Hypertension: have we missed something?


IF you were wearing red on February 5th, chances are that you already know February is American Heart Month. For its part, the slogan this year for the Centers for Disease Control and Prevention is “Make blood pressure control your goal.” The aim is to prevent a million heart attacks and strokes in the US by 2017.
High blood pressure (BP), or hypertension, affects some 70 million Americans, quadrupling the chance of a person dying from a stroke and tripling the chance of dying from heart disease.
Physicians prescribe medications to lower BP but with limited effect. Some people do not see the benefit, some may suffer unwanted side effects and others may hear stories about adverse effects that cause them to discontinue treatment, as previously reported by Medical News Today. For many, it may be that the treatment is not targeting the underlying cause.
Hypertension that results from a medical condition, such as obstructive sleep apnea, adrenal gland tumors or thyroid problems, is called secondary hypertension. This type of high BP can result from medications such as hormone treatments and painkillers, recreational drugs and even herbal remedies. Secondary hypertension usually starts suddenly and causes higher blood pressure than primary hypertension.
Over 90% of people with high blood pressure have primary hypertension. It progresses gradually over the years, increases with age and is affected by hereditary factors. Lifestyle factors, such as too much salt, lack of exercise, obesity or heavy alcohol consumption can cause primary hypertension.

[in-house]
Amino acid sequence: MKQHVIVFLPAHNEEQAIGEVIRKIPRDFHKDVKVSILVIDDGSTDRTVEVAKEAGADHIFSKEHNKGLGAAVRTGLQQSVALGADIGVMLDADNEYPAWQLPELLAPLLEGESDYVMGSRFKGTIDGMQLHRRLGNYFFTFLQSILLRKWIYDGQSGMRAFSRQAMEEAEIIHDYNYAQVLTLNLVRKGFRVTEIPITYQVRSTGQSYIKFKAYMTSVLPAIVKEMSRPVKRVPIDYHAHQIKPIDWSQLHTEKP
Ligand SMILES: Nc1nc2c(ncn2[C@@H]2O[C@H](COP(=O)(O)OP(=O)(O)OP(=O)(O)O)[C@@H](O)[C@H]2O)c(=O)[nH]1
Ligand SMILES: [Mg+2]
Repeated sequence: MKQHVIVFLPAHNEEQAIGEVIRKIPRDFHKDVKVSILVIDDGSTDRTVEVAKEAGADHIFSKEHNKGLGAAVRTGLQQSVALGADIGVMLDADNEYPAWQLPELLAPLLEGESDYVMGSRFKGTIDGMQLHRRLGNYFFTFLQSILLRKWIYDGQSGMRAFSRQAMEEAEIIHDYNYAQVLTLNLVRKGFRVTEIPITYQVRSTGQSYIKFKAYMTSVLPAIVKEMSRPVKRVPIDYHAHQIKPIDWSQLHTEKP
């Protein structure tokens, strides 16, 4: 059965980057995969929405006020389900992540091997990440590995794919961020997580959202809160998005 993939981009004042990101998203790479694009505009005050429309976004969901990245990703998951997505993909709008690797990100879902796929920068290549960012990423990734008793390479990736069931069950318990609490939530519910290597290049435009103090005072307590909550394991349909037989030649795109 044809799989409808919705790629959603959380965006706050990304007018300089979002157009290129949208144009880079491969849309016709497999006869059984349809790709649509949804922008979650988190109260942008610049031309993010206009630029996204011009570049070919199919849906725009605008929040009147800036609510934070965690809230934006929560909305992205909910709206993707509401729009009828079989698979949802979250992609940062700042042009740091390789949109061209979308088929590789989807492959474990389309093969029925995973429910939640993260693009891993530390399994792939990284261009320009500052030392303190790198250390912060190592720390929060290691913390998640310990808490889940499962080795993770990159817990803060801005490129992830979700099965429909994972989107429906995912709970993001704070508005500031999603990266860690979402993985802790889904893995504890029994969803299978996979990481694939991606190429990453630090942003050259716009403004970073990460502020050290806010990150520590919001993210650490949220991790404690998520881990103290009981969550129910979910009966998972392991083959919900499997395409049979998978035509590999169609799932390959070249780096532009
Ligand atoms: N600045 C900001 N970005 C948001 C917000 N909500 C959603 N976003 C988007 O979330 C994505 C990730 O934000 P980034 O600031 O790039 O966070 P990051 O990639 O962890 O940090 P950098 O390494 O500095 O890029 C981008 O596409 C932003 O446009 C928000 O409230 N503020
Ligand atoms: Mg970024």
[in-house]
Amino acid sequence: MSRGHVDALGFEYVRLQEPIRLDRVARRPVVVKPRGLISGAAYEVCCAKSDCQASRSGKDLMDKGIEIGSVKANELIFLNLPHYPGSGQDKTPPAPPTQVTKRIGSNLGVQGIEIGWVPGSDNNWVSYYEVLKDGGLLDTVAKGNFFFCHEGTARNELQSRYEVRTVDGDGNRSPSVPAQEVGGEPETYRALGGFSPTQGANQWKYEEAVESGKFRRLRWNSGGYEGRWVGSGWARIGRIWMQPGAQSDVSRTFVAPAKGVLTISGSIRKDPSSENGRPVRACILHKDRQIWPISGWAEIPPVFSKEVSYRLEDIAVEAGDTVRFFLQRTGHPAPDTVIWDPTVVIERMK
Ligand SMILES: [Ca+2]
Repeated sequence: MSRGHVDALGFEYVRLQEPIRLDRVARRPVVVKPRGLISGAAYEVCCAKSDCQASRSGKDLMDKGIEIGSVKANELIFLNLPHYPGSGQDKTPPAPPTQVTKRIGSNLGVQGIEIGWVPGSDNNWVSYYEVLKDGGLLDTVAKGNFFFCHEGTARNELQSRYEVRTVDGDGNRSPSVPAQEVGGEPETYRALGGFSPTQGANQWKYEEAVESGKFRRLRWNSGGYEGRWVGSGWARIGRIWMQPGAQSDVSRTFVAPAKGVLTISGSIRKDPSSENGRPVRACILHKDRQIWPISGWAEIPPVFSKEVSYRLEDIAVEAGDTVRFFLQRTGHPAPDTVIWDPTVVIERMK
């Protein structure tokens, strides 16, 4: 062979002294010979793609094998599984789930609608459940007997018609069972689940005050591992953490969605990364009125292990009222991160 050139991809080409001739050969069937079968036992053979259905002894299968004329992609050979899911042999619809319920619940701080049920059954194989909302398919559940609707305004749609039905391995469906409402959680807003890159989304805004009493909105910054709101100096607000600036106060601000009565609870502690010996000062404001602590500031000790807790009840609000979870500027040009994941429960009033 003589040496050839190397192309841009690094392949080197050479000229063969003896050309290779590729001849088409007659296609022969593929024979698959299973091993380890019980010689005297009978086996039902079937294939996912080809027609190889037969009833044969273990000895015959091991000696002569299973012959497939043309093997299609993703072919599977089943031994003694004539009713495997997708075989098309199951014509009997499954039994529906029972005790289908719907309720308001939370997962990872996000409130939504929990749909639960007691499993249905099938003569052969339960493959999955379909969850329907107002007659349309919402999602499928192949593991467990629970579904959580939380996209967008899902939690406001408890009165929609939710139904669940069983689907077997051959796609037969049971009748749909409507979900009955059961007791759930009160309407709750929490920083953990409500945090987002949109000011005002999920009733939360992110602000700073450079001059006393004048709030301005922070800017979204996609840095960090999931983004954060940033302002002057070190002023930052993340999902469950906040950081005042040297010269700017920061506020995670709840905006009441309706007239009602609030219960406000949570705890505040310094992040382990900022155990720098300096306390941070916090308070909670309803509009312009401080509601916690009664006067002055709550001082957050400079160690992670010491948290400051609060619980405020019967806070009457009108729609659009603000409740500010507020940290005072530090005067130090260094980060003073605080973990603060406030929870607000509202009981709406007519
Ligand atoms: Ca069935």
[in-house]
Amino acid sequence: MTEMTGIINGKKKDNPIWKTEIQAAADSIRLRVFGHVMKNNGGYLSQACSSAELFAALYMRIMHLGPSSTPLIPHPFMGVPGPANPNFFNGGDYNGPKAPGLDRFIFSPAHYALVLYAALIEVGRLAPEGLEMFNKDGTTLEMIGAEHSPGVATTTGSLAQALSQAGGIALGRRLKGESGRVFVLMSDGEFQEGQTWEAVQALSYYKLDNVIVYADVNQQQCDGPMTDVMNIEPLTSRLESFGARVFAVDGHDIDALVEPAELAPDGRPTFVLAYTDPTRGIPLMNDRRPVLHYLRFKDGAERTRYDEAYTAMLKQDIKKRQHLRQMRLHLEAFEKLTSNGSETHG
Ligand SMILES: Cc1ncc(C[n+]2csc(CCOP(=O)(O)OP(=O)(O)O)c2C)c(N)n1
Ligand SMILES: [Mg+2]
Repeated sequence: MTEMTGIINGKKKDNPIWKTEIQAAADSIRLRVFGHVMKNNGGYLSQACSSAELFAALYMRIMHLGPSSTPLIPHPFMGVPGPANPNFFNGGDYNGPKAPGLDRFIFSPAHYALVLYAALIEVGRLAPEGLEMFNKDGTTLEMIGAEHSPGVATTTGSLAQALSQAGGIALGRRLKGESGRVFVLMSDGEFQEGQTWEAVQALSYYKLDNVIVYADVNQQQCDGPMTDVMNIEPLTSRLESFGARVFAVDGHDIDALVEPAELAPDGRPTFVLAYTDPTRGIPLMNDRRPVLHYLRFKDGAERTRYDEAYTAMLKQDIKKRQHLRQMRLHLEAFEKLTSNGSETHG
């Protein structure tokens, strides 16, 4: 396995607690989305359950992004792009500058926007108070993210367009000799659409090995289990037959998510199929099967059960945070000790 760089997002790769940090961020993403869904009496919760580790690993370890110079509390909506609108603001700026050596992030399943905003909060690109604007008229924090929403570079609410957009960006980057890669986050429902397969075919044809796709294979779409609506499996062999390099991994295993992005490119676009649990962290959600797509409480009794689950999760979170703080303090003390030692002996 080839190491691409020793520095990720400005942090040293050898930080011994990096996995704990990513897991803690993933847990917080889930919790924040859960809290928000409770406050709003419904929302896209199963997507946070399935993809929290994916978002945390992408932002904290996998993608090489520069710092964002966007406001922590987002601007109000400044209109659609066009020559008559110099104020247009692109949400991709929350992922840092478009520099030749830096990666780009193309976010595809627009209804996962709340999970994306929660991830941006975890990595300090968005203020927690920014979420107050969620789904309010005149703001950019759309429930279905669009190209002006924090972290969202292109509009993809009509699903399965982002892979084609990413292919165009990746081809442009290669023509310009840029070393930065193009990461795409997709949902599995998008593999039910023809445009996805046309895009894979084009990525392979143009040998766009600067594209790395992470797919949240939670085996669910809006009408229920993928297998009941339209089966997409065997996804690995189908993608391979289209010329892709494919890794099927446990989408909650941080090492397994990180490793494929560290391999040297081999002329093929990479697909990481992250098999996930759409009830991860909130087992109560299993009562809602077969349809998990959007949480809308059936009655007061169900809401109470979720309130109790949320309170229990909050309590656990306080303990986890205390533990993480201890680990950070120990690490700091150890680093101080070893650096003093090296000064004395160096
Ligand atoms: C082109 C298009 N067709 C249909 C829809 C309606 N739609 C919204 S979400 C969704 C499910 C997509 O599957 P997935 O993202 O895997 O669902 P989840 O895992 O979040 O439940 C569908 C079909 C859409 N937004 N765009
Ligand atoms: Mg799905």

While advice and treatment for high BP mainly focuses on lifestyle factors or dysfunction of the cardiovascular system, some researchers are looking elsewhere. This spotlight will touch on some new approaches to hypertension.
According to the American Academy of Neurological and Orthopedic Surgeons (AANOS), hypertension “is not only a problem of the heart, kidneys or blood vessels but also of the central nervous system.” Prof. Julian Paton and colleagues, from Bristol University in the UK, are among researchers studying the relationship between high BP and the brain, and particularly the nerves in the brainstem. To understand the role of the nervous system in blood flow, we will start by looking at the autonomic and sympathetic nervous systems. Some of our actions, we control; we choose to raise our hands or close our eyes.But we cannot normally choose to breathe or to stop our heart from beating. It is the autonomic nervous system that controls involuntary actions such as cardiovascular system function.

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